Davina: So there’s that I think that figures a lot into when you talk about intentionality, really thinking through what do I want? We always start with personal goals when I’m working with a client, because what do you want your life to look like? What do you want to do with all this money that you’re going to make in your business? Right, you got to start there.
Davina: What you want to get you? Yeah, and one of the things I’ve learned is, oftentimes are things that you can get what you want, and it doesn’t, doesn’t require the money that you think it does.
Jacquette: Right. And that always, I think surprises people when they realize that, and I think part of the I think part of the reason for the surprise is also because whether it’s people haven’t given themselves the permission, or they just haven’t given themselves the time, that moment of reflection to really think about, well, what is it that I want? What is it that I want money to do for me and all of these different dimensions if I break it down in terms of time, and if I break down, you know, investing, not only about financial wealth, but social wealth and time, wealth and physical wealth, and just overall well being, if I think about it in terms of lifestyle. I think oftentimes people don’t think about those things, in part, because they feel like if they put down a number on paper, that that number is forever sketched in stone, as opposed to thinking that whatever the number is, as I said before, it’s directly And it’s not about accuracy, or certainty, as much as it is about curiosity and clarity.
Davina: Now, I love that curiosity and clarity. Tell us what you mean by curiosity and clarity.
Jacquette: So I walk everybody through a signature exercise of mine called The Financial Wheel. And with the financial wheel, we’re looking at very broadly, the four dimensions that regardless of where you are on the income spectrum, or the wealth spectrum, the four things that you can do with your money, earn it, save it, invest it and spend it. And I asked people a series of questions as we travel around the financial wheel. And I’m always astonished even after 20 plus years, at how difficult it is for people to put down a number when you say to them, how much do you want to save?
How much do you want to see in your savings account a year from now, or when you’re doing a look back from the, you know, perspective of the age of the oldest person that you know, and you’re, you know, beaming back with pride on how much you have saved? Like how hard it is for some people to come up with a number? Because they are so stuck on well, how am I going to do that, as opposed to Well, let me just write this number down. And I can figure out how I can reverse engineer that at a later point in time. But at least let me write something down. It’s amazing to me how often people kind of tense up and don’t give themselves the permission to even write something like that down.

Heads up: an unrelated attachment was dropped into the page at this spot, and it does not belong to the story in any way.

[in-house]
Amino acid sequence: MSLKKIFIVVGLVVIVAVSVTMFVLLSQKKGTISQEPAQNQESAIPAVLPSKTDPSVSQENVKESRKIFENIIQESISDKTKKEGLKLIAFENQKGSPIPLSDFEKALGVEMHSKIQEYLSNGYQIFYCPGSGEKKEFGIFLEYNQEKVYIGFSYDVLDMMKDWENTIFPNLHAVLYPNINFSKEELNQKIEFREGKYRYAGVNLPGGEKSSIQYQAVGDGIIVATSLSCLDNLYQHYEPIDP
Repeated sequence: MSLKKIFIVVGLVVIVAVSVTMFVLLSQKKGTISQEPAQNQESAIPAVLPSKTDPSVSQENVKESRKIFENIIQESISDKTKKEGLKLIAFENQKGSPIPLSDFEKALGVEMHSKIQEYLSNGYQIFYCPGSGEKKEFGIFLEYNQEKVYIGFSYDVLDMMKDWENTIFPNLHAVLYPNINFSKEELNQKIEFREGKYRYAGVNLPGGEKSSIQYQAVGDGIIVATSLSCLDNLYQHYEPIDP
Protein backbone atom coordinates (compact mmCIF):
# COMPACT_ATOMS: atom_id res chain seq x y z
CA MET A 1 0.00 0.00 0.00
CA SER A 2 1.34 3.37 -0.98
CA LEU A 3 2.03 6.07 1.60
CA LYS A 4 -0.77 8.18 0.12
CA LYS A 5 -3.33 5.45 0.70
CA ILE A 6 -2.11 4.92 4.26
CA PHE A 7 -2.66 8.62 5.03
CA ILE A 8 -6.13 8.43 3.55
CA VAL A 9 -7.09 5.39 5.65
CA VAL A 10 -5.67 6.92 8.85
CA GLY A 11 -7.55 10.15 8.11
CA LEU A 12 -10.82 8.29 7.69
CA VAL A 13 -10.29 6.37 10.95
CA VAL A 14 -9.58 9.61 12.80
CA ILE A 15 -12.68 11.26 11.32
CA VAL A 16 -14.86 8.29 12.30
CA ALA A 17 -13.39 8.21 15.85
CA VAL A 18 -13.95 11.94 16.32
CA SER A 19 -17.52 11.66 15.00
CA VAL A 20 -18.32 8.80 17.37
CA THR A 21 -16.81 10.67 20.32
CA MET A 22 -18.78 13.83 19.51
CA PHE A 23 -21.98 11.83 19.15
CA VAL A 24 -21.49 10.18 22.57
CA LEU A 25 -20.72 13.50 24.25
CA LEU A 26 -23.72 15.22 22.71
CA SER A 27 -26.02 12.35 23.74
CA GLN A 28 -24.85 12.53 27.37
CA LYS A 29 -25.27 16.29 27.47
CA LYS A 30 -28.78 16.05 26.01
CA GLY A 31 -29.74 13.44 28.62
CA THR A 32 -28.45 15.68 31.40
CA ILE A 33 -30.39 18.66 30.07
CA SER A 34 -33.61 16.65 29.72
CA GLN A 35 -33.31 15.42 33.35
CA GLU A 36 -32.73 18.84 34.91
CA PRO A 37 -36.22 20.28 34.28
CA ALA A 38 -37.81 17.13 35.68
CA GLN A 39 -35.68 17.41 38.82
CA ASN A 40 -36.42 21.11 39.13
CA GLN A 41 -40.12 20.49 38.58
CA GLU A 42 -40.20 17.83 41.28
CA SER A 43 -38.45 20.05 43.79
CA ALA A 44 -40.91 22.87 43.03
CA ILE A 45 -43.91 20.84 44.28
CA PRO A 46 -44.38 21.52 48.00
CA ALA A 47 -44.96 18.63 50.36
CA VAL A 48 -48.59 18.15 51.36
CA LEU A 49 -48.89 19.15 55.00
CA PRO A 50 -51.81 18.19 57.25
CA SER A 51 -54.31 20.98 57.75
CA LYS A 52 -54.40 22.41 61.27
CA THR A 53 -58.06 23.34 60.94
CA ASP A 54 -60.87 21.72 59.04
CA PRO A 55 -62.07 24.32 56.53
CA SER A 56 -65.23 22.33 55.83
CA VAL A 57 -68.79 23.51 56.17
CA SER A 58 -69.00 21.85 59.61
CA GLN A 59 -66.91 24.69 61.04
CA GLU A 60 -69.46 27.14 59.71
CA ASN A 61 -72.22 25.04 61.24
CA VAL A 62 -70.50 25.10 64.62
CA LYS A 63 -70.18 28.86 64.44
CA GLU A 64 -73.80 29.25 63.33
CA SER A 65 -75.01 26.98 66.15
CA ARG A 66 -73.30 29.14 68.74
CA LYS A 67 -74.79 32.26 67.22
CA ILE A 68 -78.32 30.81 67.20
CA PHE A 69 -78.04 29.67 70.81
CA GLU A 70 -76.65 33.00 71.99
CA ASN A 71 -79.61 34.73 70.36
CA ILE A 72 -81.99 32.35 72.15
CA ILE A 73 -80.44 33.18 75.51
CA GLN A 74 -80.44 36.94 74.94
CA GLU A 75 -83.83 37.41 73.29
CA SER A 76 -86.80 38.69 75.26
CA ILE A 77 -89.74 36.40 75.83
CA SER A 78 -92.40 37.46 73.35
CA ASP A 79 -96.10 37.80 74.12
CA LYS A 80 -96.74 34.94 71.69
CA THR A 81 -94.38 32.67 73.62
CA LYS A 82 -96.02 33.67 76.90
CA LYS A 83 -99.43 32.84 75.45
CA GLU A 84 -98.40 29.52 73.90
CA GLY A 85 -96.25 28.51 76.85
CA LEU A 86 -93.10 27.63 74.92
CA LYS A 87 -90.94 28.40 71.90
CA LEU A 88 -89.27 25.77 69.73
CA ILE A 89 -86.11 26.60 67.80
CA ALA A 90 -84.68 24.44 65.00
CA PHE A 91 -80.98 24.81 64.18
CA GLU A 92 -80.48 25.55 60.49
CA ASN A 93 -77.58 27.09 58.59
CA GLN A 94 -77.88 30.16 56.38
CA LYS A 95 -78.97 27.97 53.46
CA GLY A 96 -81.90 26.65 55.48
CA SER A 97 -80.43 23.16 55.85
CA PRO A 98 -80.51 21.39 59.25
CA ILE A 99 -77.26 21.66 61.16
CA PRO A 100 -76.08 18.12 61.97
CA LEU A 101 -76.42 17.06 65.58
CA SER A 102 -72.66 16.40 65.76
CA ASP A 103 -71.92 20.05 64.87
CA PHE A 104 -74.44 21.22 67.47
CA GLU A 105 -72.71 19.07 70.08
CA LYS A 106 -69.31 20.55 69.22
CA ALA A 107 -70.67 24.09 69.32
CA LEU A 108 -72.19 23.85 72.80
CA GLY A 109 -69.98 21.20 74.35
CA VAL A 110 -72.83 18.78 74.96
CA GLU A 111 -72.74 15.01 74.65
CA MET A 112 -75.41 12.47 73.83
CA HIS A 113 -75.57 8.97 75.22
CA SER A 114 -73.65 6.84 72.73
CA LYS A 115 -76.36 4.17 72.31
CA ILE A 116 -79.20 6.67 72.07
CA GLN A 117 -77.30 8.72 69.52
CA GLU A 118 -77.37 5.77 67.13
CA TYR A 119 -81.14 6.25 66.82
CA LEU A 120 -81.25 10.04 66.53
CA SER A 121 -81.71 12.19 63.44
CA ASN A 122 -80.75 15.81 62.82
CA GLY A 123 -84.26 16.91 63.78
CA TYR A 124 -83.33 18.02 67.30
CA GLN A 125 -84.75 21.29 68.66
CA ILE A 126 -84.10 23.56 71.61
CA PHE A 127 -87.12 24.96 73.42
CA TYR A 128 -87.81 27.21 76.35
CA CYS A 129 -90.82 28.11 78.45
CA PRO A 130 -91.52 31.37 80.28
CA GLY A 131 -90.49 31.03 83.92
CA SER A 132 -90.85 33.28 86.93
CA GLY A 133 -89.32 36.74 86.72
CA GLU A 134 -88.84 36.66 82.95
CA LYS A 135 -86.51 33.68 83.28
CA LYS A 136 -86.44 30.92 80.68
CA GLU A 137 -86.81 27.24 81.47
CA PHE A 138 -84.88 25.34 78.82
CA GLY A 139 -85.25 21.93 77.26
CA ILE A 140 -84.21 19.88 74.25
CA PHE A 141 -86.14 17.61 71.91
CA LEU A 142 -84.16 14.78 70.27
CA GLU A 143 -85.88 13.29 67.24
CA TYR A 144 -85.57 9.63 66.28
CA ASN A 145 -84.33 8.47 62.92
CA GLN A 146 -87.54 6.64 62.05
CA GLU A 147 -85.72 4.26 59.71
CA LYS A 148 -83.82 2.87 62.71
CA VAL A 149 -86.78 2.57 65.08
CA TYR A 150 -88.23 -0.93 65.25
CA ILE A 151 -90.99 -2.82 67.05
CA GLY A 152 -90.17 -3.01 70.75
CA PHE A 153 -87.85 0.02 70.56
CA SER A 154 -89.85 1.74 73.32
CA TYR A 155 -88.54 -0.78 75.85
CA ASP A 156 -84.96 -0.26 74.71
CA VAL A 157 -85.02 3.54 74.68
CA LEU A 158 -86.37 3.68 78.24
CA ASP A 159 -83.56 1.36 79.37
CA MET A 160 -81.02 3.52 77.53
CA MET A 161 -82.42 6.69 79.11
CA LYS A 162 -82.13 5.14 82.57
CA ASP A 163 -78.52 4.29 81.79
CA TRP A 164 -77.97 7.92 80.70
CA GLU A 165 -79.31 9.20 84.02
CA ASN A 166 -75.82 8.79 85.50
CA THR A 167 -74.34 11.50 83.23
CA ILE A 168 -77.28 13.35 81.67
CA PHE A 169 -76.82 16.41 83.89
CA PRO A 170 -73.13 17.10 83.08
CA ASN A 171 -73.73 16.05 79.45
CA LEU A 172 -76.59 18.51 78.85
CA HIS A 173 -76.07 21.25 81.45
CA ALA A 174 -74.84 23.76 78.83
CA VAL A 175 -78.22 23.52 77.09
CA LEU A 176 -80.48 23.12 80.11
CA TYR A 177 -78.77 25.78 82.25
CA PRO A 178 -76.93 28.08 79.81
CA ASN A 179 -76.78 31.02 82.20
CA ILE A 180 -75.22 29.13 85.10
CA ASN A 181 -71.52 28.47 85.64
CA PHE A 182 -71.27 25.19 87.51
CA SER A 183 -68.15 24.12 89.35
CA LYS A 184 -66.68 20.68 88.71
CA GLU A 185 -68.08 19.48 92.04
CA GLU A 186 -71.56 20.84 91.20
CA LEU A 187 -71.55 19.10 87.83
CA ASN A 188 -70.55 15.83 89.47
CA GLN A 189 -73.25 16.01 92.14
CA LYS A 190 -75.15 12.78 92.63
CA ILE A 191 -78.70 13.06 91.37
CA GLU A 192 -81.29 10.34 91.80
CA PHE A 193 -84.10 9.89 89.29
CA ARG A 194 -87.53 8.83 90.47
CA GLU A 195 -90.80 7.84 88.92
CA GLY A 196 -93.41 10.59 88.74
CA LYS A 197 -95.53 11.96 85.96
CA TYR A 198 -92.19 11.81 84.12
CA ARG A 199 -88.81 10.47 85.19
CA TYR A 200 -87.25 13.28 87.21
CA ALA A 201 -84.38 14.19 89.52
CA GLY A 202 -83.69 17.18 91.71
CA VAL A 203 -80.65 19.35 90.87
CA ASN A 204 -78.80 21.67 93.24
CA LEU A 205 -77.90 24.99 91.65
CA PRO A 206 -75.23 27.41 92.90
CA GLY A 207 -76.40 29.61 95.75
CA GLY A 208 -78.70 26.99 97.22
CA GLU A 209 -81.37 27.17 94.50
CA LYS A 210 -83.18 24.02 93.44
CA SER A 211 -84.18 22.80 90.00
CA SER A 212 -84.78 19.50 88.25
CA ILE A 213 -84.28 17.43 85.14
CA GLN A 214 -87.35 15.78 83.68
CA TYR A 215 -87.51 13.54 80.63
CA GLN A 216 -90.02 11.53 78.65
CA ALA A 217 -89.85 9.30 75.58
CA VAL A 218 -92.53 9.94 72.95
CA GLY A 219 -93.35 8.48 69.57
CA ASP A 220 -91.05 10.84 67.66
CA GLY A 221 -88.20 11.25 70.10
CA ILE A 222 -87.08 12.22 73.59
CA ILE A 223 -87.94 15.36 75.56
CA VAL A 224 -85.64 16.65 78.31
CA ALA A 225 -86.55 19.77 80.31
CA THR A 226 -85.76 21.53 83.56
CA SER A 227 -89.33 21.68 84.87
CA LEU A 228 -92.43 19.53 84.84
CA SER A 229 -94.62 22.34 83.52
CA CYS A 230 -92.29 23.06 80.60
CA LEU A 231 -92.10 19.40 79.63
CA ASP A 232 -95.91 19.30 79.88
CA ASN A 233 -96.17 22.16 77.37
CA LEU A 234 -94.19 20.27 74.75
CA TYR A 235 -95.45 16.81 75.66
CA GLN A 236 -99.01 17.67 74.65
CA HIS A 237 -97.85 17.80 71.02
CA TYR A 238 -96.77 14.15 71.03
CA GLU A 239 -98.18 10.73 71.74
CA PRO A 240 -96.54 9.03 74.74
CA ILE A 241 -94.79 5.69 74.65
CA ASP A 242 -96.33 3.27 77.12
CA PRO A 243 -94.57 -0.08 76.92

Davina: That’s the reluctant there’s so much fear around just writing down a number and voicing the I think that condition that comes from like other people’s judgments, like there’s a judge in their head that says other people will think I am crazy. If I who am I to think I can make this amount of money, or I can create this for so there’s always some fear around actually making that thing, writing it down. so other people can see it, even if it’s just you, or just them or whatever. You know what I mean?
Jacquette: I do. And I think it’s I think it’s definitely an element of what you’ve just mentioned, in terms of judgment, I also think it’s an element of identity. And I think sometimes when it comes to the identity piece, I’ve just seen enough examples that some people are just not honest with themselves, about what they want and what they don’t want. And that can just get really tricky, because if you write it down, it just kind of, if you let it, it invites you to deal with whatever is surfacing. And you may or may not embrace all the stuff that’s surfacing for you.
Davina: Right. I do think that most everyone has limits in their mind, based on money stories, and you know, how we, how we grew up, and all the things that have influenced us all people who’ve influenced us. I know, I was at a retreat one time with a coach that I had, and they had a whole bunch of Monopoly money, you know, fake money, and they were giving us money. And they would say, okay, here’s your million dollars, write down a list of all you’ll do now you’ve got a million dollars, what would you do with it? Because your million dollars is always the first thing in people’s mind. Right? Right.